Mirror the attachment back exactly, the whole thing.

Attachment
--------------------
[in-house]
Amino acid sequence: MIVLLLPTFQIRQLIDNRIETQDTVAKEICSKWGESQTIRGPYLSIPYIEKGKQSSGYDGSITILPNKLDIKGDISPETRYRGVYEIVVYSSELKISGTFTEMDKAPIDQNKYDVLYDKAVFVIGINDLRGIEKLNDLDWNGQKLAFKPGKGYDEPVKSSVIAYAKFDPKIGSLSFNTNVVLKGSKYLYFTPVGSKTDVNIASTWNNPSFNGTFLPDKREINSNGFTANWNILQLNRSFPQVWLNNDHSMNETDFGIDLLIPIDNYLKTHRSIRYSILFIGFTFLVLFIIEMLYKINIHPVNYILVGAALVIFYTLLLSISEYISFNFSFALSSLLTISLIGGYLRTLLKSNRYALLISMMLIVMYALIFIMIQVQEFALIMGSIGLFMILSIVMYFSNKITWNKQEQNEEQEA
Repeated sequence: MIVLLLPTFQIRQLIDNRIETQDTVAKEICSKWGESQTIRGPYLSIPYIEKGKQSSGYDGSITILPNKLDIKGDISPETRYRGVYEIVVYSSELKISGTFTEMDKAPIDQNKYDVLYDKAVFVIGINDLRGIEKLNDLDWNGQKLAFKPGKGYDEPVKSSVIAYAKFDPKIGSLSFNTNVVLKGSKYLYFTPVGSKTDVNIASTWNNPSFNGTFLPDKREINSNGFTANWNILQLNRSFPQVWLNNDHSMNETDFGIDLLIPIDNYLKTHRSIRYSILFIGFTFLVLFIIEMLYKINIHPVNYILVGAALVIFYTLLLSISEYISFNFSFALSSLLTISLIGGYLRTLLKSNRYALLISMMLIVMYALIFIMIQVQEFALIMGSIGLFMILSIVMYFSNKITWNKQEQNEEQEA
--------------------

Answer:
[in-house]
Amino acid sequence: MIVLLLPTFQIRQLIDNRIETQDTVAKEICSKWGESQTIRGPYLSIPYIEKGKQSSGYDGSITILPNKLDIKGDISPETRYRGVYEIVVYSSELKISGTFTEMDKAPIDQNKYDVLYDKAVFVIGINDLRGIEKLNDLDWNGQKLAFKPGKGYDEPVKSSVIAYAKFDPKIGSLSFNTNVVLKGSKYLYFTPVGSKTDVNIASTWNNPSFNGTFLPDKREINSNGFTANWNILQLNRSFPQVWLNNDHSMNETDFGIDLLIPIDNYLKTHRSIRYSILFIGFTFLVLFIIEMLYKINIHPVNYILVGAALVIFYTLLLSISEYISFNFSFALSSLLTISLIGGYLRTLLKSNRYALLISMMLIVMYALIFIMIQVQEFALIMGSIGLFMILSIVMYFSNKITWNKQEQNEEQEA
Repeated sequence: MIVLLLPTFQIRQLIDNRIETQDTVAKEICSKWGESQTIRGPYLSIPYIEKGKQSSGYDGSITILPNKLDIKGDISPETRYRGVYEIVVYSSELKISGTFTEMDKAPIDQNKYDVLYDKAVFVIGINDLRGIEKLNDLDWNGQKLAFKPGKGYDEPVKSSVIAYAKFDPKIGSLSFNTNVVLKGSKYLYFTPVGSKTDVNIASTWNNPSFNGTFLPDKREINSNGFTANWNILQLNRSFPQVWLNNDHSMNETDFGIDLLIPIDNYLKTHRSIRYSILFIGFTFLVLFIIEMLYKINIHPVNYILVGAALVIFYTLLLSISEYISFNFSFALSSLLTISLIGGYLRTLLKSNRYALLISMMLIVMYALIFIMIQVQEFALIMGSIGLFMILSIVMYFSNKITWNKQEQNEEQEA